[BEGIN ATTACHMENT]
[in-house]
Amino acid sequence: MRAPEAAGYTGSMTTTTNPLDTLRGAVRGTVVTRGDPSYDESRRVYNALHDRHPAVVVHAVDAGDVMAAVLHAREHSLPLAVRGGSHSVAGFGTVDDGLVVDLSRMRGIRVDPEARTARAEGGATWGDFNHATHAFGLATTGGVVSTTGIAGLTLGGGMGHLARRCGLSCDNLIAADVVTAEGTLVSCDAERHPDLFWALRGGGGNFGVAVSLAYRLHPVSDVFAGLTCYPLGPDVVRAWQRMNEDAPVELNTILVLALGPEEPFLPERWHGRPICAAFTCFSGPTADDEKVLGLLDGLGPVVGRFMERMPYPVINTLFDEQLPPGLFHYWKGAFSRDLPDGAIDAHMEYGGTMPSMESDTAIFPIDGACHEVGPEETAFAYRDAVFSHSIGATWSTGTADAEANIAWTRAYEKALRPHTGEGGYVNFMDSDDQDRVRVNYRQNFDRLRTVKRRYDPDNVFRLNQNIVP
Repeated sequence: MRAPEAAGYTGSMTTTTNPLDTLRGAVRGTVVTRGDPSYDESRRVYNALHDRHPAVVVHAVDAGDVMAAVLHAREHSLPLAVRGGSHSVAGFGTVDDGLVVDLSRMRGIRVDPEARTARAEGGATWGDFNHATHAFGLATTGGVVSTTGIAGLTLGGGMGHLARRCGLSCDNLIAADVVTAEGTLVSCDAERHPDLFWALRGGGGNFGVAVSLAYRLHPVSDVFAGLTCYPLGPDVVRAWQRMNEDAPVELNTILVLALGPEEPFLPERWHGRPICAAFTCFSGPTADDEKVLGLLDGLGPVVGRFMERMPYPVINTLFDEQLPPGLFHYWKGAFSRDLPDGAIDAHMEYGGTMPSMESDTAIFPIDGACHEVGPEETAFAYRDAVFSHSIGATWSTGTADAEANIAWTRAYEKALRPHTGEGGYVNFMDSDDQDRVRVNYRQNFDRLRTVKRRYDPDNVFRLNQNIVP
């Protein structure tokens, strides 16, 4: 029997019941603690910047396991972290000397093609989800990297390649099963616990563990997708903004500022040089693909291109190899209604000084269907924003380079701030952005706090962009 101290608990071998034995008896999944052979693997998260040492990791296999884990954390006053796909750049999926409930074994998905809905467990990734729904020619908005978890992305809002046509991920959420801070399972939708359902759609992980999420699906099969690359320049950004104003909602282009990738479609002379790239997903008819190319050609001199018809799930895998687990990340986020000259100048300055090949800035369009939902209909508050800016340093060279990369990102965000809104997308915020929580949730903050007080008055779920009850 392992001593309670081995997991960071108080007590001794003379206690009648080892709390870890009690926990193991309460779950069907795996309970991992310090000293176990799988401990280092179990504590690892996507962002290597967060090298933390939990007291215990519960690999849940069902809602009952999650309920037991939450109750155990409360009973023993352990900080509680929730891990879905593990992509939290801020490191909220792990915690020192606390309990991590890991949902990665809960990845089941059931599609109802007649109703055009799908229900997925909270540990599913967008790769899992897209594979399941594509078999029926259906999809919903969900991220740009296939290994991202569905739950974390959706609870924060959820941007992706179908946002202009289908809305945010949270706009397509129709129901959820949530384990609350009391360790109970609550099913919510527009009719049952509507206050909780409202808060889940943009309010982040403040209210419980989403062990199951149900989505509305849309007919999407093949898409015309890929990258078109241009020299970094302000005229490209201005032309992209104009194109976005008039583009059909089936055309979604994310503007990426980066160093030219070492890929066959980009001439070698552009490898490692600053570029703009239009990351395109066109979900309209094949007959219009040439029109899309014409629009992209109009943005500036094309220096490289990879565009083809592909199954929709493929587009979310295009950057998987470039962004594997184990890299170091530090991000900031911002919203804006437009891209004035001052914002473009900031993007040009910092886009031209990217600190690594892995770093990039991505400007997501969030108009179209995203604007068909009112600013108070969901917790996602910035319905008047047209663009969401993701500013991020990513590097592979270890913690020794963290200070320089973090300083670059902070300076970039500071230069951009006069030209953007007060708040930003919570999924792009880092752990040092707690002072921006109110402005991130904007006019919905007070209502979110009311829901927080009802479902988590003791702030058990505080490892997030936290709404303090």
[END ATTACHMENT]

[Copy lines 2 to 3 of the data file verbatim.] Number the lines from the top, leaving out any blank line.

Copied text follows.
Amino acid sequence: MRAPEAAGYTGSMTTTTNPLDTLRGAVRGTVVTRGDPSYDESRRVYNALHDRHPAVVVHAVDAGDVMAAVLHAREHSLPLAVRGGSHSVAGFGTVDDGLVVDLSRMRGIRVDPEARTARAEGGATWGDFNHATHAFGLATTGGVVSTTGIAGLTLGGGMGHLARRCGLSCDNLIAADVVTAEGTLVSCDAERHPDLFWALRGGGGNFGVAVSLAYRLHPVSDVFAGLTCYPLGPDVVRAWQRMNEDAPVELNTILVLALGPEEPFLPERWHGRPICAAFTCFSGPTADDEKVLGLLDGLGPVVGRFMERMPYPVINTLFDEQLPPGLFHYWKGAFSRDLPDGAIDAHMEYGGTMPSMESDTAIFPIDGACHEVGPEETAFAYRDAVFSHSIGATWSTGTADAEANIAWTRAYEKALRPHTGEGGYVNFMDSDDQDRVRVNYRQNFDRLRTVKRRYDPDNVFRLNQNIVP
Repeated sequence: MRAPEAAGYTGSMTTTTNPLDTLRGAVRGTVVTRGDPSYDESRRVYNALHDRHPAVVVHAVDAGDVMAAVLHAREHSLPLAVRGGSHSVAGFGTVDDGLVVDLSRMRGIRVDPEARTARAEGGATWGDFNHATHAFGLATTGGVVSTTGIAGLTLGGGMGHLARRCGLSCDNLIAADVVTAEGTLVSCDAERHPDLFWALRGGGGNFGVAVSLAYRLHPVSDVFAGLTCYPLGPDVVRAWQRMNEDAPVELNTILVLALGPEEPFLPERWHGRPICAAFTCFSGPTADDEKVLGLLDGLGPVVGRFMERMPYPVINTLFDEQLPPGLFHYWKGAFSRDLPDGAIDAHMEYGGTMPSMESDTAIFPIDGACHEVGPEETAFAYRDAVFSHSIGATWSTGTADAEANIAWTRAYEKALRPHTGEGGYVNFMDSDDQDRVRVNYRQNFDRLRTVKRRYDPDNVFRLNQNIVP